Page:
Professor TJ Joseph from Kerala was attacked by Islamists in 2010 and his hands were chopped off for an exam question framed by him. Radical Islamist organizations launched a public attack on the Professor alleging blasphemy.
11 years since, Professor Joseph recounts the horror of losing his hands, wife, and job in a memoir penned by him originally in Malayalam published in 2020 and its English translation A Thousand Cuts: An Innocent Question and Deadly Answers set to be released soon.
Professor TJ Joseph attacked by Islamists
In his recent interview, Professor Joseph said that he became a victim of religious extremism and fundamentalism of Islamists. Setting the record straight, he clarified that the question regarding Mohammad in the BCom second semester internal examination pertained to writer PT Kunju Mohammed.
However, it was said that he had purposely misinterpreted the question to insult the Prophet. He further stated that ever since the controversy kicked off he had been accused of blasphemy and was depicted as a criminal. Even though people were sympathetic to him when his palm had been chopped off by the Islamists, they were of the opinion that he had committed a ‘crime’.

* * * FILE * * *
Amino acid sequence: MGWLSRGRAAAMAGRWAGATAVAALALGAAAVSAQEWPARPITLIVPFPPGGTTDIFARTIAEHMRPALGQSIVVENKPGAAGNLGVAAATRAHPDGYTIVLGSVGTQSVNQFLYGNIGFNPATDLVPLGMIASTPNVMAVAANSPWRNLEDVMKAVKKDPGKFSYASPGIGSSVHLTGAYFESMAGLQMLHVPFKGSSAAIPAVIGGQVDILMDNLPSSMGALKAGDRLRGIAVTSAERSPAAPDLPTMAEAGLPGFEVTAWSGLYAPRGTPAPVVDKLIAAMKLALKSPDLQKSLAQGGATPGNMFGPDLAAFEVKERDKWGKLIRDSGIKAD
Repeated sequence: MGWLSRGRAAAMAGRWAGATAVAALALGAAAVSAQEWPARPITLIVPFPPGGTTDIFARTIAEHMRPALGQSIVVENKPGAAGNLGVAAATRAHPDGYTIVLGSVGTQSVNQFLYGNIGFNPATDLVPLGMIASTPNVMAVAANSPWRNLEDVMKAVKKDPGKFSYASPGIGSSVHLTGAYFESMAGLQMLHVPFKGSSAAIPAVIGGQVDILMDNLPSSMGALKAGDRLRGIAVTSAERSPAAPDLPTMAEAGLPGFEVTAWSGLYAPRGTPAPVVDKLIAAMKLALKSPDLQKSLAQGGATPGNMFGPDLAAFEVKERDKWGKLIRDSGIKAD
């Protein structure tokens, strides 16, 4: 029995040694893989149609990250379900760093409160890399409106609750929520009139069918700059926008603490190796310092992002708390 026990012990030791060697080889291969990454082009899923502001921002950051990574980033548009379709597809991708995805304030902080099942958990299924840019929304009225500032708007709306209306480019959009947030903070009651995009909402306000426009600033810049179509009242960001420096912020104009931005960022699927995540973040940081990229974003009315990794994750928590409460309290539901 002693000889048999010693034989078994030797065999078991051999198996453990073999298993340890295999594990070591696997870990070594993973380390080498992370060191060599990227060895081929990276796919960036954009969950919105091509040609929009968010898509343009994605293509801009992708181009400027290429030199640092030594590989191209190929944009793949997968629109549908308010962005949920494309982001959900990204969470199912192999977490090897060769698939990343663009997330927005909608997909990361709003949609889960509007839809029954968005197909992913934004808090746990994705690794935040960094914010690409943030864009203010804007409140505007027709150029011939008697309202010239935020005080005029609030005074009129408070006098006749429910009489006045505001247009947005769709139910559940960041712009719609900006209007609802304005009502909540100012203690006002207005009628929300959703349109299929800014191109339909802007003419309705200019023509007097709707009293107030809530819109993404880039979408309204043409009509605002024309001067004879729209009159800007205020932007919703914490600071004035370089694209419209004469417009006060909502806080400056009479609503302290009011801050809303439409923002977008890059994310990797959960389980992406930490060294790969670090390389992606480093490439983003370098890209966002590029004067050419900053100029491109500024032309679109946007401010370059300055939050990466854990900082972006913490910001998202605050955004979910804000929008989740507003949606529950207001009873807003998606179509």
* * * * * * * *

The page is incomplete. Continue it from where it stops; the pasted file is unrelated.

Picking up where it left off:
Joseph emphasizes that he wanted to bring out the truth through his autobiography while adding that religious harmony and coexistence aren’t possible in the face of religious extremism.
Professor Joseph also highlighted that the manner in which his own people including his college and church treated him was worse than what Islamists had done to him. He said that in the beginning, he received support from the principal and management of Thodupuzha Newman College and the church. However, they changed their stand later. Despite being aware of his innocence, the college accused Joseph of blasphemy, suspended him, and later dismissed him from service.
His family was excommunicated by the church and pastoral letters were read in 120 churches of the Kothamangalam diocese justifying church action against Joseph. Even several of his Christian friends and family members cut off ties with them fearing backlash from the church.
“My attackers were blinded by fundamentalism and they gave me only physical pain but what my own people did to me was even worse as it affected me and my family in all ways”, Joseph told TOI.
He also highlighted how his family has suffered since the attack on him took place on 4 July 2010. The dismissal letter sent by the college on 1 September that year for blasphemy and ‘tarnishing’ the college’s reputation came as a shock to his family, particularly his wife who was already suffering from depression.
His dismissal caused financial distress to the family so much so that it became difficult to run the family and the education of his children suffered as a result too. In fact, the college management wasn’t ready to reinstate him despite the court acquitting him on 13 November 2013. He recounted how his wife killed herself out of depression and he was reinstated just a couple of days before his retirement on 31 March 2014.